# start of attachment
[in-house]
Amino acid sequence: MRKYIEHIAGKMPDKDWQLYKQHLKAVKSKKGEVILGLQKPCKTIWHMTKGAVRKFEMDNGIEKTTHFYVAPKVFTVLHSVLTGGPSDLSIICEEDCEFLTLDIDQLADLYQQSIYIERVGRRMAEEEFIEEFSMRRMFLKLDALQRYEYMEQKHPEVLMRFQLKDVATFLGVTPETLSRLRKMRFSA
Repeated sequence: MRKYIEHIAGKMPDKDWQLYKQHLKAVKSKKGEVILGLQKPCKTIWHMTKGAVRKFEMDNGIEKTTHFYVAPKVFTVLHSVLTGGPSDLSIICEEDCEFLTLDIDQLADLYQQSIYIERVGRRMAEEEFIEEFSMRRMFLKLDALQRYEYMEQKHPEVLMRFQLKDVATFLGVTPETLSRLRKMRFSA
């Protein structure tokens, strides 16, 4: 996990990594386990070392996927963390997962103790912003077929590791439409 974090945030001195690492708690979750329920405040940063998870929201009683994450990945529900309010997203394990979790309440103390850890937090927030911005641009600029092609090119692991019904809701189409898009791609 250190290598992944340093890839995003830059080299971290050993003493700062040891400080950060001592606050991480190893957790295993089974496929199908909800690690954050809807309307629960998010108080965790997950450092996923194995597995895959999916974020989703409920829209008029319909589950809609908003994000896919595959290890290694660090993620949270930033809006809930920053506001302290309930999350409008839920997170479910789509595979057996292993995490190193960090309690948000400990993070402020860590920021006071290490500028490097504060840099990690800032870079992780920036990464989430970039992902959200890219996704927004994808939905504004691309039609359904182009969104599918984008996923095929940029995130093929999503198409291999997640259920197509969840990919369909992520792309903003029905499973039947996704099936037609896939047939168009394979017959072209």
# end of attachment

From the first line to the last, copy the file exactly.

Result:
[in-house]
Amino acid sequence: MRKYIEHIAGKMPDKDWQLYKQHLKAVKSKKGEVILGLQKPCKTIWHMTKGAVRKFEMDNGIEKTTHFYVAPKVFTVLHSVLTGGPSDLSIICEEDCEFLTLDIDQLADLYQQSIYIERVGRRMAEEEFIEEFSMRRMFLKLDALQRYEYMEQKHPEVLMRFQLKDVATFLGVTPETLSRLRKMRFSA
Repeated sequence: MRKYIEHIAGKMPDKDWQLYKQHLKAVKSKKGEVILGLQKPCKTIWHMTKGAVRKFEMDNGIEKTTHFYVAPKVFTVLHSVLTGGPSDLSIICEEDCEFLTLDIDQLADLYQQSIYIERVGRRMAEEEFIEEFSMRRMFLKLDALQRYEYMEQKHPEVLMRFQLKDVATFLGVTPETLSRLRKMRFSA
């Protein structure tokens, strides 16, 4: 996990990594386990070392996927963390997962103790912003077929590791439409 974090945030001195690492708690979750329920405040940063998870929201009683994450990945529900309010997203394990979790309440103390850890937090927030911005641009600029092609090119692991019904809701189409898009791609 250190290598992944340093890839995003830059080299971290050993003493700062040891400080950060001592606050991480190893957790295993089974496929199908909800690690954050809807309307629960998010108080965790997950450092996923194995597995895959999916974020989703409920829209008029319909589950809609908003994000896919595959290890290694660090993620949270930033809006809930920053506001302290309930999350409008839920997170479910789509595979057996292993995490190193960090309690948000400990993070402020860590920021006071290490500028490097504060840099990690800032870079992780920036990464989430970039992902959200890219996704927004994808939905504004691309039609359904182009969104599918984008996923095929940029995130093929999503198409291999997640259920197509969840990919369909992520792309903003029905499973039947996704099936037609896939047939168009394979017959072209």